Looking at the daily chart we can see that the XLF has been caught in a range between $23.75 and $24.75 for two months now, but I look for that to change next week. The two red boxes show the second week of earnings season for the last two quarters. These weeks would have been the same as this coming week, with a large number of financial companies reporting earnings.
You can see that the last two times we had a week like next week, the XLF fell. It didn’t fall much, but it fell. In fact, if you look at the weekly chart and what has happened during these weeks over the last few years, the fund has dropped almost every time, especially in the last year and a half.
Despite losing ground during the big earnings weeks, the XLF has continued to trend higher. The weekly closing lows have created a nice trendline that has provided some good entry points for anyone looking to go long.
Looking at the group as a whole, the sentiment picture is mixed. The average short interest ratio for the seven stocks announcing earnings next week is 2.05, which is a bit low and suggests that investors are bullish. The average put/call ratio percentile ranking is 37.9%, and that is a neutral reading. The analysts, on the other hand, are relatively bearish, with the seven stocks averaging more “hold” and “sell” ratings than “buy” ratings.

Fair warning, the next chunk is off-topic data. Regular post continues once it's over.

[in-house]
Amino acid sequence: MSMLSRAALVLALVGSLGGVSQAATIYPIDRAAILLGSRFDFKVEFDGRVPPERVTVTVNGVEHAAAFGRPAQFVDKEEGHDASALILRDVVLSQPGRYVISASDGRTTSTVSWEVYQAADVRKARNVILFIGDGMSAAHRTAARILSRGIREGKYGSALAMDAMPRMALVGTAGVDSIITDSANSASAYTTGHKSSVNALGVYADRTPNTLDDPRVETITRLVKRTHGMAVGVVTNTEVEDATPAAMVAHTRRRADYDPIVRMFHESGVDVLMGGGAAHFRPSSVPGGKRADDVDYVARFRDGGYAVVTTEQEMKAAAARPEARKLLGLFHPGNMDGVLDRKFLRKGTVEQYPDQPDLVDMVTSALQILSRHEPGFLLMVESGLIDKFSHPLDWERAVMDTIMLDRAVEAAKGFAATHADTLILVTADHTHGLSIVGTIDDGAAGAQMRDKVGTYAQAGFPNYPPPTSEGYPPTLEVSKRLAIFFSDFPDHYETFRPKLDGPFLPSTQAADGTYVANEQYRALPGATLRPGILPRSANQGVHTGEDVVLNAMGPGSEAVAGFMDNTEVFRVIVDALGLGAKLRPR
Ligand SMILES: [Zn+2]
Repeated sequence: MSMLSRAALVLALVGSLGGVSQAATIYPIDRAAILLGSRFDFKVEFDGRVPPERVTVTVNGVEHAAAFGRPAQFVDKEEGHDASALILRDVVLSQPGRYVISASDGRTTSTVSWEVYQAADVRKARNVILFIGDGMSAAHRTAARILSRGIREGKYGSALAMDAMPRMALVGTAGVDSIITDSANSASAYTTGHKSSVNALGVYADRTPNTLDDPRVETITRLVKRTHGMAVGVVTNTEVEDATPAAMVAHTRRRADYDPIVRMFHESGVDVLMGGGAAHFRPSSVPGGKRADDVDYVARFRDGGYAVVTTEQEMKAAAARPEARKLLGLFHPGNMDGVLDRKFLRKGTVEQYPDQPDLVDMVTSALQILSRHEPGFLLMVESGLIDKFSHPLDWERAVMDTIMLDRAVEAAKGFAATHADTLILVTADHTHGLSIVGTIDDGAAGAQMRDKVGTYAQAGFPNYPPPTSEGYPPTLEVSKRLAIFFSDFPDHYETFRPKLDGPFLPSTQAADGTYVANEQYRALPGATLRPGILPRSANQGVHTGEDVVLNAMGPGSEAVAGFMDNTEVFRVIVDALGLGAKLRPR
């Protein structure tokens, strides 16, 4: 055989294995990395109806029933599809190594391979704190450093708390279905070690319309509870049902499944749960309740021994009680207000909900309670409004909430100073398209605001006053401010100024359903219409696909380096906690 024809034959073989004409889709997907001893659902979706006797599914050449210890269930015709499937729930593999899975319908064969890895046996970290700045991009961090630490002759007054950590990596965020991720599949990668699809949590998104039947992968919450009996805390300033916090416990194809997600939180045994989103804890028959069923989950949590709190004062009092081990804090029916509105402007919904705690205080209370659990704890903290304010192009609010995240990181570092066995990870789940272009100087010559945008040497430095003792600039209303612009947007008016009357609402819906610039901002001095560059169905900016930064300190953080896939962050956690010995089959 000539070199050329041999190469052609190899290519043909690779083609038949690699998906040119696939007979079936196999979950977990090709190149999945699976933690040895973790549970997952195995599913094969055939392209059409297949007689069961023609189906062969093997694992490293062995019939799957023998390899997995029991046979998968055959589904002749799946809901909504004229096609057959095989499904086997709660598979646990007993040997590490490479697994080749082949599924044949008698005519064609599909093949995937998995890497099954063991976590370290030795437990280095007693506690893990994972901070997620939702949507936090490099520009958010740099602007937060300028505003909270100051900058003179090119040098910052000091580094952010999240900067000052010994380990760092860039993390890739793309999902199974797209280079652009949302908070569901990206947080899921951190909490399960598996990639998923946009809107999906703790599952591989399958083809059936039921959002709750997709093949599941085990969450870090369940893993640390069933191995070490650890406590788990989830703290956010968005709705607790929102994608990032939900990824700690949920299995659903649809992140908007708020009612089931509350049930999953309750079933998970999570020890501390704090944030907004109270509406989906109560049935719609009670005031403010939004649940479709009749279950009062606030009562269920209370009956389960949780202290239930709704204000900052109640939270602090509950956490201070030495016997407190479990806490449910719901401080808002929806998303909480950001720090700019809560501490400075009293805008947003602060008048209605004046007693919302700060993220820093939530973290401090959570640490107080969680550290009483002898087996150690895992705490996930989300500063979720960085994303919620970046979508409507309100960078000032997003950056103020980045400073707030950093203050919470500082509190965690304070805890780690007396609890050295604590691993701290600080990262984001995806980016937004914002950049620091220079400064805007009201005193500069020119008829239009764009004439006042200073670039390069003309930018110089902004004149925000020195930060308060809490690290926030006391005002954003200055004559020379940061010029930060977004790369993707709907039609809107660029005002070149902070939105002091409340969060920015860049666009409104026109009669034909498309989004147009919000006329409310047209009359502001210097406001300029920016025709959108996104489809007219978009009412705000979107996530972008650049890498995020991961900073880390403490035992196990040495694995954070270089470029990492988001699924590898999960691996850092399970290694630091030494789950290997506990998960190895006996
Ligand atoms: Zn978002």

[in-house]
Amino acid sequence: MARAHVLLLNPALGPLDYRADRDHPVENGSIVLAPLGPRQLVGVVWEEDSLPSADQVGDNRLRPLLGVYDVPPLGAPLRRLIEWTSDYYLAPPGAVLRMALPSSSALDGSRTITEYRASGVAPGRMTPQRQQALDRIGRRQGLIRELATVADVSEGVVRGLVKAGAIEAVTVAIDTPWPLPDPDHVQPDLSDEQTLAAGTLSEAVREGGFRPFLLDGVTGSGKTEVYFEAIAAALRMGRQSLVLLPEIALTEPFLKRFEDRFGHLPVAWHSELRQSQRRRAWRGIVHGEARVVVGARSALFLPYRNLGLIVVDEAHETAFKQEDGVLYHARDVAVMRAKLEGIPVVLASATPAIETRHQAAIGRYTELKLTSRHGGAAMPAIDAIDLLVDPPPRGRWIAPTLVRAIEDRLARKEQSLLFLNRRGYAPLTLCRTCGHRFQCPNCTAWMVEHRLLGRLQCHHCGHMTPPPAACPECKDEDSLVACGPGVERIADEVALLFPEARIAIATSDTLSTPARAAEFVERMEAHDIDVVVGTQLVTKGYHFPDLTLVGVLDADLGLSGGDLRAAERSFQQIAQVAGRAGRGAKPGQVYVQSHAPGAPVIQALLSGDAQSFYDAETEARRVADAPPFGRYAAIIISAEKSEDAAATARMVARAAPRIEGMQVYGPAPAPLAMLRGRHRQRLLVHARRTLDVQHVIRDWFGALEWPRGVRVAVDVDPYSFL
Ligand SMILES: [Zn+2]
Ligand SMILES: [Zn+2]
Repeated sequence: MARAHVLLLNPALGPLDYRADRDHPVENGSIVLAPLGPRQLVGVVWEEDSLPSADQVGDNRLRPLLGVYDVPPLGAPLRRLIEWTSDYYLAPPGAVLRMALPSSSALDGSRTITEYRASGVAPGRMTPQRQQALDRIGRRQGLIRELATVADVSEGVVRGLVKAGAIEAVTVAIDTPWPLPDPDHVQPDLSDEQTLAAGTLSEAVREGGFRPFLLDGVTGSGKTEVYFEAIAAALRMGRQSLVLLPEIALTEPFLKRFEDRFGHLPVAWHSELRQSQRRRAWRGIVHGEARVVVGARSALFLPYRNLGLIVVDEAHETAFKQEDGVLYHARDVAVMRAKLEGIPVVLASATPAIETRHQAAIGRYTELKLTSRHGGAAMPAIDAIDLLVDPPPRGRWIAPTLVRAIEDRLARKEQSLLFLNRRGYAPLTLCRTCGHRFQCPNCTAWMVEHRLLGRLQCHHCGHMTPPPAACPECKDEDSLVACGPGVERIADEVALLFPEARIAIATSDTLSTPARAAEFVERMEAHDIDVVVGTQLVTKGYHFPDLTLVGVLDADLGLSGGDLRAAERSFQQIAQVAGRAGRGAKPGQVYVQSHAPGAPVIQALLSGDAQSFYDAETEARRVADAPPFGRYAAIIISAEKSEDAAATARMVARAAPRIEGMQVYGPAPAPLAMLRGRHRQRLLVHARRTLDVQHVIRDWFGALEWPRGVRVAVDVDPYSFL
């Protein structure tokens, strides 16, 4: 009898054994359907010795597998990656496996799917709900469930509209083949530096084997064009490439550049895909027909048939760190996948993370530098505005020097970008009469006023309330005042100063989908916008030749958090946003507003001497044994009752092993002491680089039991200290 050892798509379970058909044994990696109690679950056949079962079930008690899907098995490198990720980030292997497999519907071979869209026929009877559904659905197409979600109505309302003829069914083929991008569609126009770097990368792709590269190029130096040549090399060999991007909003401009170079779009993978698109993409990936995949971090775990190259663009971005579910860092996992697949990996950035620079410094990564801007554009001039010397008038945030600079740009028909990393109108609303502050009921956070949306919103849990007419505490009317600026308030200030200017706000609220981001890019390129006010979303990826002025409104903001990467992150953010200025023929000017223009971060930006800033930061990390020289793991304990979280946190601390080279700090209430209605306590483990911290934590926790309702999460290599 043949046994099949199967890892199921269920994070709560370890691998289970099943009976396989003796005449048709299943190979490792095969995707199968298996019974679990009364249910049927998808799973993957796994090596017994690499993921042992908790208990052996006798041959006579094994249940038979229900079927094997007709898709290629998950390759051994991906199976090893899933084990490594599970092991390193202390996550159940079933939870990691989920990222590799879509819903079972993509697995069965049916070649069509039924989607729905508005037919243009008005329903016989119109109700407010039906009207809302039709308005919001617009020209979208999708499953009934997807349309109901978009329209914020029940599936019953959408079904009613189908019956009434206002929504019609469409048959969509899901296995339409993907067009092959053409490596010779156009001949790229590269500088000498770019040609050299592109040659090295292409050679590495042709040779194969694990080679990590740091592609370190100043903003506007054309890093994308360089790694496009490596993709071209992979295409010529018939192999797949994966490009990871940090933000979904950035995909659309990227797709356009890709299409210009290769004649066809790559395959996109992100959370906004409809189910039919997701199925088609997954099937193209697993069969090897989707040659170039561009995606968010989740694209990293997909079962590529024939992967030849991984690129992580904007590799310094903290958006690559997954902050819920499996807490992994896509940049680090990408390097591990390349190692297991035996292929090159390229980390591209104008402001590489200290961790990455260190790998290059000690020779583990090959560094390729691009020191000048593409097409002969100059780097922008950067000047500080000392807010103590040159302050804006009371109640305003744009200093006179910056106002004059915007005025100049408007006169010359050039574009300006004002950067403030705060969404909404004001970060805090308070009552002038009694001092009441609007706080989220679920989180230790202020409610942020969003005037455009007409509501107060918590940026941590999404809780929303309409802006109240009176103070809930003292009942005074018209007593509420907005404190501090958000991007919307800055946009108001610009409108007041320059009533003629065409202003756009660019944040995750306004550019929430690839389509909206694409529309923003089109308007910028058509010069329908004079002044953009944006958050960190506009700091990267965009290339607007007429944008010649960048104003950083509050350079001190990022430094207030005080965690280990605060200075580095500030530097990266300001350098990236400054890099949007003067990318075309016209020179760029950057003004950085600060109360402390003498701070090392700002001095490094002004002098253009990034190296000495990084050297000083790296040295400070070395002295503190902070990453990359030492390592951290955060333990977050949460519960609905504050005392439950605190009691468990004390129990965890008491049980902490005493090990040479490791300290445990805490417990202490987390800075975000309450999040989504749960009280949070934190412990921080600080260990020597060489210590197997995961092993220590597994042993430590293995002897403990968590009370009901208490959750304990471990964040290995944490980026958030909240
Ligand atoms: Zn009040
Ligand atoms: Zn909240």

Given the sentiment picture and the tendency for the XLF to fall during the big earnings weeks, I would advise against buying the fund this week or next. After next Thursday, when all the earnings reports are out, I would take a look at the chart to see where the XLF is trading. If the fund drops down to the trendline on the weekly chart and holds above it, I would look to buy it at that point.
If you buy the XLF, you will also want to keep an eye on the Fed. Banks are hoping for an interest rate hike, as that will give them the ability to raise the rates charged on their loan portfolios. It will also give them a wider spread between the lending rate they charge versus the rate they pay out on savings accounts.
If the Fed starts to balk at raising rates in 2015, the XLF could drop below the trendline. If the Fed does in fact act and raises the federal funds rate, banks stocks should rally.
This article is brought to you courtesy of Rick Pendergraft from Wyatt Research.